I'm up at 4:30 writing you a blog post again.
Not because I planned it that way, but because I was having a small panic attack while laying in bed and I thought it would be more productive to go to the living room and have one. In front of all of you.
See, David is leaving Saturday for a business trip to Australia. For a week. Or "seven sleeps" as Lucy calls it. And I am a big fat wuss when he leaves. It's not that I need help with the kids or that I can't entertain myself alone, it's that, well, I feel trussed to him. He is the one, and perhaps only, really sane, not even remotely hysterical, sense-making person in my life. I think without him I might just fly away in the big hot air balloon of craziness and never be a sane, rational, earth-bound person again.
David holds me here and tethers me to something consistent, predictable and comforting. And that's all pretty nice.
David says it's not about any of that - he says I'm afraid of the dark. And I am. That's true. I have a box of 10 night lights that I'm ready to plug in in every area of the house as soon as he steps out into the hallway with his luggage. I also hear strange sounds a lot when he's gone and then, I imagine those sounds are ghosts and our house is like the one in the Amityville movie and we'll have to evacuate to the neighbor's apartment in the middle of the night as doors open and slam shut by themselves and a howling wind appears in our bedroom shaking our bed and people who haven't realized they're dead howl in agony at me as I try to flee with terrified children draped over me.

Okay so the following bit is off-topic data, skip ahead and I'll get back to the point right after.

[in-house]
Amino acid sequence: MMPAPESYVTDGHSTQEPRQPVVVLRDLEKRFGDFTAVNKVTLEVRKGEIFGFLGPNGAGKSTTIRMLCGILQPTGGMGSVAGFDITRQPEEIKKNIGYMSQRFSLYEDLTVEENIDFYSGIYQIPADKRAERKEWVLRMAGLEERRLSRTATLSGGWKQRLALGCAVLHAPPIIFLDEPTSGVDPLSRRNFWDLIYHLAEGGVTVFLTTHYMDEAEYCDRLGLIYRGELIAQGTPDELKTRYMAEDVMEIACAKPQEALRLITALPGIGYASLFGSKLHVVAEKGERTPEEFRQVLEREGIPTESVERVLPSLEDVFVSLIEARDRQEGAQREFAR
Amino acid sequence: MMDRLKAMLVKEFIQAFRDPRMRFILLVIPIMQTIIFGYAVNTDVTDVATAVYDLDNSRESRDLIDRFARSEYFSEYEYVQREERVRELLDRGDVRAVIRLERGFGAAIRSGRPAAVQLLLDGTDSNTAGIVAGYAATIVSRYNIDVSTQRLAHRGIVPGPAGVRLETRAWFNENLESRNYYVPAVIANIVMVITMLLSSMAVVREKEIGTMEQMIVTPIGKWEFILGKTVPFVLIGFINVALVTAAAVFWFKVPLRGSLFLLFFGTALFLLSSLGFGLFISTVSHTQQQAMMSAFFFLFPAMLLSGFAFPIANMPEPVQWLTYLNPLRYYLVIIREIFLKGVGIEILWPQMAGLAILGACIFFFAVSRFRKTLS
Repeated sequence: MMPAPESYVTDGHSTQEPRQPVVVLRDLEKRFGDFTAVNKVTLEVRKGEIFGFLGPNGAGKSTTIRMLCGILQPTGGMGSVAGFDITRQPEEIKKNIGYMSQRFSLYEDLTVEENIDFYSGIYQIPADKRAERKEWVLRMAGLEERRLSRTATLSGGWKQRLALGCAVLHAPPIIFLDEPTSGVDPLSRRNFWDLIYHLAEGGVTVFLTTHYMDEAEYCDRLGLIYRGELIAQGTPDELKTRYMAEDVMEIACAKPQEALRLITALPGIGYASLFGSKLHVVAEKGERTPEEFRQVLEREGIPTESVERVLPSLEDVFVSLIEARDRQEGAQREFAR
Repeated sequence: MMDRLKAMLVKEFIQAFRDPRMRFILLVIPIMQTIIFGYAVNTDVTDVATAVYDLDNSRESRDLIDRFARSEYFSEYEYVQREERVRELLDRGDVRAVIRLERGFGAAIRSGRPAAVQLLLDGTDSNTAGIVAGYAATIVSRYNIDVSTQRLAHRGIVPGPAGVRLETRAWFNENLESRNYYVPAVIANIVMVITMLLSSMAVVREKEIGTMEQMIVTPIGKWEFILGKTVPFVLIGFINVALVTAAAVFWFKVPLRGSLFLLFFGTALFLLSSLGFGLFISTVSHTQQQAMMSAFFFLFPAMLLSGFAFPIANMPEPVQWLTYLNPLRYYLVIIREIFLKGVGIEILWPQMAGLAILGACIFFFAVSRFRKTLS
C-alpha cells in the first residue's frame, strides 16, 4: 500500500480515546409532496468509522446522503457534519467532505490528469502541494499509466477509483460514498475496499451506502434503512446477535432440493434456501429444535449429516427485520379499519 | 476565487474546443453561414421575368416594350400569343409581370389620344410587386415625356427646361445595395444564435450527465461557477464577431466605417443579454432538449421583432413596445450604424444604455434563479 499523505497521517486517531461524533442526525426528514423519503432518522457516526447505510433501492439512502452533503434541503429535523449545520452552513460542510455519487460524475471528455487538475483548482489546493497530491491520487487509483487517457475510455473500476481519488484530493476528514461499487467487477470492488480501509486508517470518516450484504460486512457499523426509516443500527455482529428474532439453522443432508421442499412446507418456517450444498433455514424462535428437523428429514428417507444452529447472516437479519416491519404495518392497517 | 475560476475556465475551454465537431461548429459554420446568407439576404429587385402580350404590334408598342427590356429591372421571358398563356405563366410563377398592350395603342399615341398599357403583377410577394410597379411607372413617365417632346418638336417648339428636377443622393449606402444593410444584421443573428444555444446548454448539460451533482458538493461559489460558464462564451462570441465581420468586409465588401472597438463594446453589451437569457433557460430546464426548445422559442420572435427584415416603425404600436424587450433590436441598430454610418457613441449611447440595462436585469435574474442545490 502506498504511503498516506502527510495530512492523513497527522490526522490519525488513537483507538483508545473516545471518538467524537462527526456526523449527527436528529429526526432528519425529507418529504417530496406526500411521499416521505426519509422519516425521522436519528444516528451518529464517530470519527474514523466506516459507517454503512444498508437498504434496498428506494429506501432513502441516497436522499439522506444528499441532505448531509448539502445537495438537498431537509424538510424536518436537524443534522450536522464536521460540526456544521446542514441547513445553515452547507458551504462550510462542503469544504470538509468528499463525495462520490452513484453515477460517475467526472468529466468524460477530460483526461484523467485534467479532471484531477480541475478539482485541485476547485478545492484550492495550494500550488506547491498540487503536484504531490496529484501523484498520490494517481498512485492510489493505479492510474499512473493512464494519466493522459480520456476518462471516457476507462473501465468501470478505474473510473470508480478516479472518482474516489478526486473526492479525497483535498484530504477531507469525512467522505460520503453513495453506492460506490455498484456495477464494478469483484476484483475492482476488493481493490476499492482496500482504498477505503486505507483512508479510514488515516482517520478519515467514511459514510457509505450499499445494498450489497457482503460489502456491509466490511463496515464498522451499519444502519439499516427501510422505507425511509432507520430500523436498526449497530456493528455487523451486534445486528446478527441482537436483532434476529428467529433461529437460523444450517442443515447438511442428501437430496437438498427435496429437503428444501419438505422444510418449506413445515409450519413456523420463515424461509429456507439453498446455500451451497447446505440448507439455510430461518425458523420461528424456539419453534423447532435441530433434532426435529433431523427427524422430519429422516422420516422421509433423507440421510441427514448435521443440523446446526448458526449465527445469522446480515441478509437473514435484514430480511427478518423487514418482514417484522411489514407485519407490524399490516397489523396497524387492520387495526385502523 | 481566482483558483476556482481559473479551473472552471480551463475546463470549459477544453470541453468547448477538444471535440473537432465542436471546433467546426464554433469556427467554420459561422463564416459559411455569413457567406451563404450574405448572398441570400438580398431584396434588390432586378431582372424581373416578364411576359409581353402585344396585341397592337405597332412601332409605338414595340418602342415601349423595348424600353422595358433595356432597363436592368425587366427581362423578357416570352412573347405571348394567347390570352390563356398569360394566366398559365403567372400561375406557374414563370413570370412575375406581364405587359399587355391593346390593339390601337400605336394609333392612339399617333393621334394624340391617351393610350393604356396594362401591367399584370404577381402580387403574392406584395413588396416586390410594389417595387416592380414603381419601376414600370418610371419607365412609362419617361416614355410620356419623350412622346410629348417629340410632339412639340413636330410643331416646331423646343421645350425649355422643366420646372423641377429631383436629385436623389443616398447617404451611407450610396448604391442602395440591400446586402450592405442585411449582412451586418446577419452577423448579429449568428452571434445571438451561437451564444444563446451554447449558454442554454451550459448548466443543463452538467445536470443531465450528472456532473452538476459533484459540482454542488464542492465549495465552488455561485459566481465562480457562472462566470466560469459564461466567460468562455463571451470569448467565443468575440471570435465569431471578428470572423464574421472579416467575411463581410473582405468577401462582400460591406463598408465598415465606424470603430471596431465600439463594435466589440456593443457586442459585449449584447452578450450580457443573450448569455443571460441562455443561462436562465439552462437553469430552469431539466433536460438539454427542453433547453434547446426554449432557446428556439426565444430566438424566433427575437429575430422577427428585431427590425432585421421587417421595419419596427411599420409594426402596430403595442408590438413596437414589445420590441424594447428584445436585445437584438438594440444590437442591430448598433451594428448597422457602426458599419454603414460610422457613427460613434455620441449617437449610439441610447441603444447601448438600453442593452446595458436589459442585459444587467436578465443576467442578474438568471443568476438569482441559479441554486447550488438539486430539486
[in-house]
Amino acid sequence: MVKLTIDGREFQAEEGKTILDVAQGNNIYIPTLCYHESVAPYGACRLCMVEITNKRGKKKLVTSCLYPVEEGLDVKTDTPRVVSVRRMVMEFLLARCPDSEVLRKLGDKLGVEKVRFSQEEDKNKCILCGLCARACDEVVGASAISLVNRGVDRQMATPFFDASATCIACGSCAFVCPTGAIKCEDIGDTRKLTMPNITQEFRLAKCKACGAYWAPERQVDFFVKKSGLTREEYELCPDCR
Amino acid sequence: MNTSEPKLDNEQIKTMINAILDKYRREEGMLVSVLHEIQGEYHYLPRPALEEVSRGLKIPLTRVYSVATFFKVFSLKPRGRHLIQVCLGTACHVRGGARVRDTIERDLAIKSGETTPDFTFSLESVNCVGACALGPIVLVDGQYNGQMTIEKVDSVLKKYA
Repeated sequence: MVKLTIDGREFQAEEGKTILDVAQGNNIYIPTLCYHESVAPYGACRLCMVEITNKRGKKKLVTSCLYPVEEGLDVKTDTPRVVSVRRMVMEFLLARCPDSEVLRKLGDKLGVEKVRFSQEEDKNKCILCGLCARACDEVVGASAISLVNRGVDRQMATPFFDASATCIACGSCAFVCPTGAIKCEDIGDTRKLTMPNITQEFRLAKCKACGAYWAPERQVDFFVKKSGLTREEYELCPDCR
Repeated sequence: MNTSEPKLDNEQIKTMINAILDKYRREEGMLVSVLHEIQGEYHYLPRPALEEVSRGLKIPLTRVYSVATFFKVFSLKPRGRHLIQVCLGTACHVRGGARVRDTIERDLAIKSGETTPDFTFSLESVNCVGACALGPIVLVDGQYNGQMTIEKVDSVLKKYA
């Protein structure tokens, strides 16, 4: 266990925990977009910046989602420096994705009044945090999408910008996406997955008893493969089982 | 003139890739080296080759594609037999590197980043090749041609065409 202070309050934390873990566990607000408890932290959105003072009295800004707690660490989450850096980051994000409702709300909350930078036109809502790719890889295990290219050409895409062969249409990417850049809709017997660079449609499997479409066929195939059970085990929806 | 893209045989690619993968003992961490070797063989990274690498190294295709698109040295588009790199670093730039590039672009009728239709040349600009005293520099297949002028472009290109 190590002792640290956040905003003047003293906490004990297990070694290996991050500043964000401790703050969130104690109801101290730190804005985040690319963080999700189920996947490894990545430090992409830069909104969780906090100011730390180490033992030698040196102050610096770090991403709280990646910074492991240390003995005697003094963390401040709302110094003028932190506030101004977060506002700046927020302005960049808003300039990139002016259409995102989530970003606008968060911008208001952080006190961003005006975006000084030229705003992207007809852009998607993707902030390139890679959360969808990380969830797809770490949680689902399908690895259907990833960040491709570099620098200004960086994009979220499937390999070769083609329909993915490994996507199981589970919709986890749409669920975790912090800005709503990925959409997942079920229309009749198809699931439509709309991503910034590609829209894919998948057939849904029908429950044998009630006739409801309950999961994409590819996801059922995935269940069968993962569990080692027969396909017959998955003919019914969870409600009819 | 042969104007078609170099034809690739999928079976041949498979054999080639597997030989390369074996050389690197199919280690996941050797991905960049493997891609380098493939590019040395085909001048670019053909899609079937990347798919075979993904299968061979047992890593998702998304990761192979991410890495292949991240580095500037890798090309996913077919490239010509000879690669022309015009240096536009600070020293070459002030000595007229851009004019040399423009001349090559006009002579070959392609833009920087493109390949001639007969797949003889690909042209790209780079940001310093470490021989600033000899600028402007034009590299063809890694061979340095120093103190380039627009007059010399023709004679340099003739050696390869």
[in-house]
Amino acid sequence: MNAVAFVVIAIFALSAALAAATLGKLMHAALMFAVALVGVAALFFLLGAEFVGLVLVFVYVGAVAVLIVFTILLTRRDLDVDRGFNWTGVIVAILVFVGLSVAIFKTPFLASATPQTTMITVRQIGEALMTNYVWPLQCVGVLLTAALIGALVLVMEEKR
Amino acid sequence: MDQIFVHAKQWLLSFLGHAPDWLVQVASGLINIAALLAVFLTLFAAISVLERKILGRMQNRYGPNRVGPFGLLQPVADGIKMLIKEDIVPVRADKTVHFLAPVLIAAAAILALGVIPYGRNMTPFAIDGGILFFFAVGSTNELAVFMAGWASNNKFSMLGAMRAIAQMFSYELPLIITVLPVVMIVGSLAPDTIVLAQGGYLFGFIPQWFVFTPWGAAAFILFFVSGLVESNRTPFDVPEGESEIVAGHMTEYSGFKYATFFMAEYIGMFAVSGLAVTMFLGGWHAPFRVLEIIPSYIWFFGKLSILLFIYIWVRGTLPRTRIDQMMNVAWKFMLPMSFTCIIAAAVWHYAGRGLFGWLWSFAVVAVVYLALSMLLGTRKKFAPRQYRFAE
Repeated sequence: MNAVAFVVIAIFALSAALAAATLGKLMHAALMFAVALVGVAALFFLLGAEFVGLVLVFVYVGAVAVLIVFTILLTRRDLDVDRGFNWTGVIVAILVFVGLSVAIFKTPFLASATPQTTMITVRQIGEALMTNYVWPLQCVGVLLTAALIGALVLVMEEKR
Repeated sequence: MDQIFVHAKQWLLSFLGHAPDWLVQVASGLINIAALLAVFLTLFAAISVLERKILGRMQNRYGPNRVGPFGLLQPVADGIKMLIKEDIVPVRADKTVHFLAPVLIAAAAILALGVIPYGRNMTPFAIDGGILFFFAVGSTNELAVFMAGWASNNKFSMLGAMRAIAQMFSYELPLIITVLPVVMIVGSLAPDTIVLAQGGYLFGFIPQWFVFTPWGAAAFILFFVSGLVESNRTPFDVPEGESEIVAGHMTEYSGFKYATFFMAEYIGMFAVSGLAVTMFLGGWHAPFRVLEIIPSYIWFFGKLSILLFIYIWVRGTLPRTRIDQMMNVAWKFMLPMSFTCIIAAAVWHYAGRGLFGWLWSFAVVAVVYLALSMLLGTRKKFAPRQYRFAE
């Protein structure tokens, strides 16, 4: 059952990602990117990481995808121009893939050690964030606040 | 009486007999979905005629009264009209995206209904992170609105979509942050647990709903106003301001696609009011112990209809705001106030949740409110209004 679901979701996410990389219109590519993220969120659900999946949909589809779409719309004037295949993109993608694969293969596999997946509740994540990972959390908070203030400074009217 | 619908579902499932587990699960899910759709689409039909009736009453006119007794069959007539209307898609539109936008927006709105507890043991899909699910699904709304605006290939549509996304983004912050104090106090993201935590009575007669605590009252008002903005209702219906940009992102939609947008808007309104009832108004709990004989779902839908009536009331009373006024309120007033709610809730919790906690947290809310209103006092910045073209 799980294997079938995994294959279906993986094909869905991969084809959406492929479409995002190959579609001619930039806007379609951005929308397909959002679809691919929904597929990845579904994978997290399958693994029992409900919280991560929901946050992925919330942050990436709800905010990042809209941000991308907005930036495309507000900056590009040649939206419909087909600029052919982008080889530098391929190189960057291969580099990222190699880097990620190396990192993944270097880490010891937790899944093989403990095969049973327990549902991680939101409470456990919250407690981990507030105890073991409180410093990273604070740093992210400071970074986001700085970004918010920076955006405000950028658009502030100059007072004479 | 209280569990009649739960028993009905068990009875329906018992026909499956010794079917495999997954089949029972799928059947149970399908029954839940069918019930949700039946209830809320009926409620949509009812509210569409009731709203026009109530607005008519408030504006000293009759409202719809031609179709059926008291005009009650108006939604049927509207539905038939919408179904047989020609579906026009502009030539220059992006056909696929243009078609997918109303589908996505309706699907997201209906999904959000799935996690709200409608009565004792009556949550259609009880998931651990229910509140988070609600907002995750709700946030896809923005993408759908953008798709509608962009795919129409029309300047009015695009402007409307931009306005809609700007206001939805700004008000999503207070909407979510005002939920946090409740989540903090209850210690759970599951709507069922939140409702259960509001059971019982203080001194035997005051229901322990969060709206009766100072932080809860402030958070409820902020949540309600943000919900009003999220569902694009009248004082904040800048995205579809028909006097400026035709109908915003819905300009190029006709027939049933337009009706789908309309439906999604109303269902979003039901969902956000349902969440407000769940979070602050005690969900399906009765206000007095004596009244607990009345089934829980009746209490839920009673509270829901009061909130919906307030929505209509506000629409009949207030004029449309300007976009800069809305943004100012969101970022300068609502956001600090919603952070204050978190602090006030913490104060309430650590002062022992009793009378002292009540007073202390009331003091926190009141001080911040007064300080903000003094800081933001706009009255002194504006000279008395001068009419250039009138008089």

(If this has actually happened when your spouse has gone one a business trip, please don't write and tell me unless you are prepared to sleep here for a week. Thanks.)
I also made the exterminator come yesterday and give us a "just in case" once over. I did this because I'm convinced that the mice, cockroaches and waterbugs can "intuit" that David is going on a business trip and that they believe this is the perfect time to stage an infestation. The crazy Australian guy who could and has killed them with his bare hands is leaving. They sense this. It's some kind of pre-historic survival strategy. Truly, the only time we see mice or cockroaches is when David is more that 2,000 miles away from home.
When he's gone, I have to check all the closets obsessively just in case a mass murderer has broken into our apartment during the day and is hiding next to the vacuum cleaner, waiting for me to put the kids to bed and for me to doze off, before he leaps out and butchers us. I do this little ritual every night he's out of town and usually while on the phone, so that just in case I open the closet door and see a stranger hunkered down in there, I can scream and the person on the other end can call 911.
See, I have a plan.